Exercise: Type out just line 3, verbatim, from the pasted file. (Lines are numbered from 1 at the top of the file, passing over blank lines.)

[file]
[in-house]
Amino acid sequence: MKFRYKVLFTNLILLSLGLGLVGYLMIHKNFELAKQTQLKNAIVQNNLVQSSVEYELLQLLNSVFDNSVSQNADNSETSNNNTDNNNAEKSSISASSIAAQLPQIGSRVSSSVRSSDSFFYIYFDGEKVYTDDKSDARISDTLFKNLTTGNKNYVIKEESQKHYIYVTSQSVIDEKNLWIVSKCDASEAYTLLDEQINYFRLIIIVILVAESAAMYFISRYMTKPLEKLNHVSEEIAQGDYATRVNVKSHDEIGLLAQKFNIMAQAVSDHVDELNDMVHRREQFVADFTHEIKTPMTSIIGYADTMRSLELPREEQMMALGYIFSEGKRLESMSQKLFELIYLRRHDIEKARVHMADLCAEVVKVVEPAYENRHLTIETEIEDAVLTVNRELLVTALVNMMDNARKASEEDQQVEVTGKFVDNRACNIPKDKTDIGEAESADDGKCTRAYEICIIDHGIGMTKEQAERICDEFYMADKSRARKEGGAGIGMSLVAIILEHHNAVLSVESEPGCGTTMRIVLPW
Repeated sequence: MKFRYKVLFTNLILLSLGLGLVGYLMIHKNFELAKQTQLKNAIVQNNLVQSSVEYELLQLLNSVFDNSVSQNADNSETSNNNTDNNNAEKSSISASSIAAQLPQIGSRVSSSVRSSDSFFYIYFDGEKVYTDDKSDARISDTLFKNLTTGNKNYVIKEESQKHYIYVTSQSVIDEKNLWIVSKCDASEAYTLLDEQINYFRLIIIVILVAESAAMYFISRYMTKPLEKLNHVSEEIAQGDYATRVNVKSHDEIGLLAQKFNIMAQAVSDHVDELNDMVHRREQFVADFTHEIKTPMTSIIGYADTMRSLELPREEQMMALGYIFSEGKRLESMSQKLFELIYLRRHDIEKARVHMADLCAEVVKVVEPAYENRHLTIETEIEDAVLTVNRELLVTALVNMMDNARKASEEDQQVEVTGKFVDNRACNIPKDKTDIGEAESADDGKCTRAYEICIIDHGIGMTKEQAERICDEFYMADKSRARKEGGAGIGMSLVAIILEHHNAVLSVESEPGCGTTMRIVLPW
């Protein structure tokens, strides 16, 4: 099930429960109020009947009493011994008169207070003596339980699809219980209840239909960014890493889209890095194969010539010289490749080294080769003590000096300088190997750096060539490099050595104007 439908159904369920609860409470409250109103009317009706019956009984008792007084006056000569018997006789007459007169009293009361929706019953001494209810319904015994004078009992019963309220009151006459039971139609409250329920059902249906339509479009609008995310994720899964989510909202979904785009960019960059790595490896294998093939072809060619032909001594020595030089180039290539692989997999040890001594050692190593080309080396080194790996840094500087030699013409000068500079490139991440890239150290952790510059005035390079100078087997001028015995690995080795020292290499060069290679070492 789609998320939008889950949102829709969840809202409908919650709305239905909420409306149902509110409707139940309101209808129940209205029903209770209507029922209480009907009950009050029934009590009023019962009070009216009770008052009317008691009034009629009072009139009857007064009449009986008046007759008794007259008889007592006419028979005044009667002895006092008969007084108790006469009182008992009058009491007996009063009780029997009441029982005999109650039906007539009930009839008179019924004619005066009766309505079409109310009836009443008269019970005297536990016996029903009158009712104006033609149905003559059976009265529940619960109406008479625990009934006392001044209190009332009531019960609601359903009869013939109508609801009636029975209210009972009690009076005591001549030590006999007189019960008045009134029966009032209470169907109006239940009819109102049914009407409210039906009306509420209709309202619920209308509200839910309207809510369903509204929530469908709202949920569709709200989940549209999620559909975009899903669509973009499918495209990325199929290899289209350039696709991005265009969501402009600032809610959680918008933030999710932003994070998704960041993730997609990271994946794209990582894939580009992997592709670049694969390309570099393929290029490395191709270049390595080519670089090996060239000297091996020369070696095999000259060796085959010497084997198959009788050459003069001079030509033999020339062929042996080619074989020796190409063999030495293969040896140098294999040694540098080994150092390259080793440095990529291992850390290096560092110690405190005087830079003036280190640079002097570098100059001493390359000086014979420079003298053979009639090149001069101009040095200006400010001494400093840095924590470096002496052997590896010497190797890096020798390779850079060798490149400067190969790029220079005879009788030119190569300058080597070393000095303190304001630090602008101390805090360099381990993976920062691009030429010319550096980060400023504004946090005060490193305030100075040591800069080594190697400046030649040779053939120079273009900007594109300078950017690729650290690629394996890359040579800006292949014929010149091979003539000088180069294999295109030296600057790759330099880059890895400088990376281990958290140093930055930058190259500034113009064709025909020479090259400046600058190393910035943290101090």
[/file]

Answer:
Repeated sequence: MKFRYKVLFTNLILLSLGLGLVGYLMIHKNFELAKQTQLKNAIVQNNLVQSSVEYELLQLLNSVFDNSVSQNADNSETSNNNTDNNNAEKSSISASSIAAQLPQIGSRVSSSVRSSDSFFYIYFDGEKVYTDDKSDARISDTLFKNLTTGNKNYVIKEESQKHYIYVTSQSVIDEKNLWIVSKCDASEAYTLLDEQINYFRLIIIVILVAESAAMYFISRYMTKPLEKLNHVSEEIAQGDYATRVNVKSHDEIGLLAQKFNIMAQAVSDHVDELNDMVHRREQFVADFTHEIKTPMTSIIGYADTMRSLELPREEQMMALGYIFSEGKRLESMSQKLFELIYLRRHDIEKARVHMADLCAEVVKVVEPAYENRHLTIETEIEDAVLTVNRELLVTALVNMMDNARKASEEDQQVEVTGKFVDNRACNIPKDKTDIGEAESADDGKCTRAYEICIIDHGIGMTKEQAERICDEFYMADKSRARKEGGAGIGMSLVAIILEHHNAVLSVESEPGCGTTMRIVLPW